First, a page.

There is a lot of information flowing through different servers, networks; from emails to websites to our computers and TVs, sending data from one home network to another. We have a lot of data just sitting on our devices that can be intercepted or stolen at any time without anyone knowing about this theft.
However, there is one thing that helps us know that the data we have is only seen by the intended recipients; data encryption. Data Encryption protects your emails, bank transactions, end-to-end conversations, and even voice calls. It is a way of protecting your personal data from malicious hackers, internet spies, or online criminals.
We will touch base on what data encryption is, how it works, and how we can protect our data as it travels across networks. You may also be interested in checking out our 9 steps to a more secure cloud server when evaluating whether or not cloud servers from ServerMania are the right fit for you. Keep in mind that we use non-hackable systems to encrypt all data that we manage on our servers.
What Is Data Encryption: Types, Algorithms, and Methods
Data encryption is a type of security technology in which information is encoded and can only be accessed or decoded by a user with the appropriate encryption key. To encrypt sensitive data from an unauthorized person or organization, encrypted data, also known as ciphertext, is scrambled with a lot of mathematical equations and unreadable text.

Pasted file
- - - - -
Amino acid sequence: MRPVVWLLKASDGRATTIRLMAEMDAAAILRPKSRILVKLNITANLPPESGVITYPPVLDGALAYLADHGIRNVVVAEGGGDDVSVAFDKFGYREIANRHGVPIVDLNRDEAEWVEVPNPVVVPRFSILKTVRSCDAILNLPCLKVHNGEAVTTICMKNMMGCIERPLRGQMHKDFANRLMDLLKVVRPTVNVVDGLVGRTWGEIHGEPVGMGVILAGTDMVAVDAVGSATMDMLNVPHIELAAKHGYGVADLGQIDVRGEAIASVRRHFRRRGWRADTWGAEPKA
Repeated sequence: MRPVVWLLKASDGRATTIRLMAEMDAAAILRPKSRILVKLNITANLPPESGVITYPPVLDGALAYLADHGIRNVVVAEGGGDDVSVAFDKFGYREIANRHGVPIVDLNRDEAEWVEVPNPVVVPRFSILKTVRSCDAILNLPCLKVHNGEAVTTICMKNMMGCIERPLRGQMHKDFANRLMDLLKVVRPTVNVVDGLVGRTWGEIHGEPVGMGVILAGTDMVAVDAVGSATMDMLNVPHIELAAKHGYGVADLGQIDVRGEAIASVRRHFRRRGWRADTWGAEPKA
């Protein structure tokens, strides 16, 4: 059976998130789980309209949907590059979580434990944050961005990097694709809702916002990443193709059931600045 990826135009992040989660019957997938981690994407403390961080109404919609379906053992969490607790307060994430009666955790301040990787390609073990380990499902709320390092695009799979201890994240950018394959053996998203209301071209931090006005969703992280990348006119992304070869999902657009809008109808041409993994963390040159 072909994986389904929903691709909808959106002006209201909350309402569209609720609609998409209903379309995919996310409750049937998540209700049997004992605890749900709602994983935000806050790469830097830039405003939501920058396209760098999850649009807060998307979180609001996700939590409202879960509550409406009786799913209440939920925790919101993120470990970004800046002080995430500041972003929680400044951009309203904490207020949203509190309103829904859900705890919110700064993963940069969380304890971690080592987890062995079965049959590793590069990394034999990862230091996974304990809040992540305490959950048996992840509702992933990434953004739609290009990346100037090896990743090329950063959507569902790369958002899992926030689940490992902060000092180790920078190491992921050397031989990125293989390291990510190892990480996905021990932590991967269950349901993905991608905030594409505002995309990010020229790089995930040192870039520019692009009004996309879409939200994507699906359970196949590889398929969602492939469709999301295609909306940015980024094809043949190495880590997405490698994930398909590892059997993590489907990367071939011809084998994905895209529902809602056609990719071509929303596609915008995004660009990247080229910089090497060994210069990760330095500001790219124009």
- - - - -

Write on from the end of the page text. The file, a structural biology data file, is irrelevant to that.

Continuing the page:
Data encryption functions by means of mathematical algorithms and equations that scrambles data to protect your data from prying eyes. These algorithms encrypt data in a way that can only be deciphered by its intended recipient or someone who can understand its algorithms.
You can use encryption in two states. You can use data encryption in transit, which means you use it to send data from one place to another. You can also use data encryption when data is at rest, like when data is being stored on a drive. Data encryption’s job is to ensure that data can only be read by the intended reader.
Data encryption takes readable data, uses an algorithm along with a key, and converts it into seemingly random looking, hard to read, data. Using the same algorithm, the intended recipient can decrypt the data into a readable format.
Generally, anyone who intercepts the data will not be able to understand the data sent without the decryption key from the sending recipient, which brings us to the types of data encryption. Let’s look at the two types of encrypted data.